Tinnitus is the perception of sound in the absence of external sounds. More than 60 million Americans suffer from tinnitus. There is currently no cure for tinnitus. Treatments for tinnitus exist, such as drugs, surgeries, psychotherapies, and masking but none are consistently effective. The mechanisms underlying tinnitus are unclear, but peripheral and central origins have been proposed.
Although known for its high-pitched ringing, tinnitus is an internal noise that varies in its pitch and frequency. Researchers at the University of California, Irvine, have used sound to suppress tinnitus in a group of subjects. External stimuli, acoustic or electric, is used and has been found to suppress and provide temporary relief from the high-pitched ringing associated with the disorder. The approach is different from previous masking methods which use external sound that is typically louder than the tinnitus and has similar pitch quality to the tinnitus. Optimized acoustic or electric sounds, customized to the needs of the patient, may be softer and have different pitch qualities than the tinnitus. Customized sound can be conveniently delivered by a variety of audio devices or electrically via a temporal or permanent implant. The technology encompasses the use of proprietary algorithms, software and a device.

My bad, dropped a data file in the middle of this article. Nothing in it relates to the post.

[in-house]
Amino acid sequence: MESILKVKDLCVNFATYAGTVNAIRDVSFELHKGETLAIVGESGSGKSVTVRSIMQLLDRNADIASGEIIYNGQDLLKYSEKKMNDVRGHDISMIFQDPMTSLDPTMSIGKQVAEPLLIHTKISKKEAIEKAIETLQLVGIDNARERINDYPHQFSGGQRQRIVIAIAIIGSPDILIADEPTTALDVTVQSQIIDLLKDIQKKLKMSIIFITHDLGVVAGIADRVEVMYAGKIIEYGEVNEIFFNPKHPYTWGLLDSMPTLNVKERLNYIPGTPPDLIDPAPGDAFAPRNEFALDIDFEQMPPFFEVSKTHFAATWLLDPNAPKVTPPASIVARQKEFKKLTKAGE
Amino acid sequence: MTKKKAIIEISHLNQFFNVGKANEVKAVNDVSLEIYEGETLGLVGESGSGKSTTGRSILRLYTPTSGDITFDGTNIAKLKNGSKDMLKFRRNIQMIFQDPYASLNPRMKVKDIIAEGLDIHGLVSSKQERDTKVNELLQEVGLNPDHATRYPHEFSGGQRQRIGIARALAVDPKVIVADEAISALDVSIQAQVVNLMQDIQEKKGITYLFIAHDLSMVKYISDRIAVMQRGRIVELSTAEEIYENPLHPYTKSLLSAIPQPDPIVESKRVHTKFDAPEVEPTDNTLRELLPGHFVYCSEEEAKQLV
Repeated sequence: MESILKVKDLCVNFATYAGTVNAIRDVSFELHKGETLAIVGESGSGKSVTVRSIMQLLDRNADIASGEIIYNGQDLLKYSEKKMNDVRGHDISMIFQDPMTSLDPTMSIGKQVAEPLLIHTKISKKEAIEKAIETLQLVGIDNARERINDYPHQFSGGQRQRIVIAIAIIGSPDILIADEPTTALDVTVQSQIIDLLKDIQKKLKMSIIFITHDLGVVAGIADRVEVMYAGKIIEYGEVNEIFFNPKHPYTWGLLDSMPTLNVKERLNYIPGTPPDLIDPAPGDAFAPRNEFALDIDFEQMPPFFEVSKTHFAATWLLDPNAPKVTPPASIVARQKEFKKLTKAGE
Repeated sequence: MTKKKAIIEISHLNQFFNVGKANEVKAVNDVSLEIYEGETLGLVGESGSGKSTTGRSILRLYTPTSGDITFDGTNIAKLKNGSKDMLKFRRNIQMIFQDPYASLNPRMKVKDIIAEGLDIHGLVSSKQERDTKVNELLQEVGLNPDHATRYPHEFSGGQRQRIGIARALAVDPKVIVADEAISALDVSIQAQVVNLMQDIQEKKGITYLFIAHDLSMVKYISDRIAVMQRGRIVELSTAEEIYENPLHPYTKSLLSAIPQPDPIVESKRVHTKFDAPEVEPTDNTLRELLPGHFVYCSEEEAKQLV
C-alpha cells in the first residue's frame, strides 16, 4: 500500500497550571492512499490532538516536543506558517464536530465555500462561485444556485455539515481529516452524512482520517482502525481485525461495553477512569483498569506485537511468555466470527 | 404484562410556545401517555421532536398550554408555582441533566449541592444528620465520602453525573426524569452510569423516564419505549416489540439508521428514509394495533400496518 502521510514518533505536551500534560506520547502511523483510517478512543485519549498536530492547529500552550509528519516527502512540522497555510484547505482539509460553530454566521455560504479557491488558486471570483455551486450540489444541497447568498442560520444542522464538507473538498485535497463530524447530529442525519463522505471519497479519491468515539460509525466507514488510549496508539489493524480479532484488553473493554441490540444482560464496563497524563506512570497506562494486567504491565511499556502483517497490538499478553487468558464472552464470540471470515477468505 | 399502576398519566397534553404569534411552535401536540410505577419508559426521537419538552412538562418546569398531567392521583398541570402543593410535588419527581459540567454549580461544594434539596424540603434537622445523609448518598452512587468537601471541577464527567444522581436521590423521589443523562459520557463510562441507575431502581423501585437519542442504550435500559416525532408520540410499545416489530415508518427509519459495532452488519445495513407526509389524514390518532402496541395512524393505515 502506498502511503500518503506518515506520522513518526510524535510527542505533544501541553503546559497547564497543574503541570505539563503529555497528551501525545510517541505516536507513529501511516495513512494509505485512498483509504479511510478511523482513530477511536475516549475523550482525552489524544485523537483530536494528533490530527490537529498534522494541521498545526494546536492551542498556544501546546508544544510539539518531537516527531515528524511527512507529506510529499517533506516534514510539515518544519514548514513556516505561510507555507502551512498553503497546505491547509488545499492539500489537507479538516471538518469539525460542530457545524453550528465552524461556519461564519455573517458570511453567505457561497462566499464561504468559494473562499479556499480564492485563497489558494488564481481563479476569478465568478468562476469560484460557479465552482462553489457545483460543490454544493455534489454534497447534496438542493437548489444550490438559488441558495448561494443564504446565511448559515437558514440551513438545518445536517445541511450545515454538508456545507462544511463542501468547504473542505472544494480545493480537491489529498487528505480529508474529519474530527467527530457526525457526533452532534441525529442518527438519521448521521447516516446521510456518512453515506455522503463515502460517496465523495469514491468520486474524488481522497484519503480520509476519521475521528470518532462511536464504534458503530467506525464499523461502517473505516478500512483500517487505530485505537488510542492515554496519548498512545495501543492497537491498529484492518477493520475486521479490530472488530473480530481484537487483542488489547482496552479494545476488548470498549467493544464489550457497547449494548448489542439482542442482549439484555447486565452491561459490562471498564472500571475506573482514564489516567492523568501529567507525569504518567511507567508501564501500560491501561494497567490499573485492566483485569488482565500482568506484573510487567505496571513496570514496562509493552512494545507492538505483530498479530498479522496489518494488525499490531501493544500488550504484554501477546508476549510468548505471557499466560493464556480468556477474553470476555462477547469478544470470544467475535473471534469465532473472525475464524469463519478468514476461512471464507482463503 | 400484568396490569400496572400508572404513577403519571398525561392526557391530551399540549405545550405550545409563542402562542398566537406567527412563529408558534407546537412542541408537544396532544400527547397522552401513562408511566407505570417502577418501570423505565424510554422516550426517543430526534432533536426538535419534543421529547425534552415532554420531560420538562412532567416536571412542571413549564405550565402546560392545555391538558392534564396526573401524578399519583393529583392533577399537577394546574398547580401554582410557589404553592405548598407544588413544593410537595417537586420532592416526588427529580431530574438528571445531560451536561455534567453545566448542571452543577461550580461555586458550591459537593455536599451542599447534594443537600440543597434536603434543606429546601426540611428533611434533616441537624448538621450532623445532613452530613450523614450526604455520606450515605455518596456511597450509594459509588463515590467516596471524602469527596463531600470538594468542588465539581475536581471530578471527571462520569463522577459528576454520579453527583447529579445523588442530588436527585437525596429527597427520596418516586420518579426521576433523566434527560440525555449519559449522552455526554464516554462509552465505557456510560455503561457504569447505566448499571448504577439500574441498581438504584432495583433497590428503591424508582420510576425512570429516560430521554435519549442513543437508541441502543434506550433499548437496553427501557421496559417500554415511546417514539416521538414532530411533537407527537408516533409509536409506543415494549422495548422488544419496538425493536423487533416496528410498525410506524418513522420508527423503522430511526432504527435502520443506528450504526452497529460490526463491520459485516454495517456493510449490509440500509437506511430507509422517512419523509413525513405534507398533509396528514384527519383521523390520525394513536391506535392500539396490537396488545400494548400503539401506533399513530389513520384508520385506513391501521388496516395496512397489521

This technology is directed at the treatment of tinnitus. The suppression of sound via a mechanism of external matching sound delivery allows for a customized treatment of tinnitus. Treatment may be delivered via a variety of convenient sound delivery devices.
|United States Of America||Issued Patent||8,795,193||08/05/2014||2007-464|
|United States Of America||Issued Patent||8,357,102||01/22/2013||2007-464|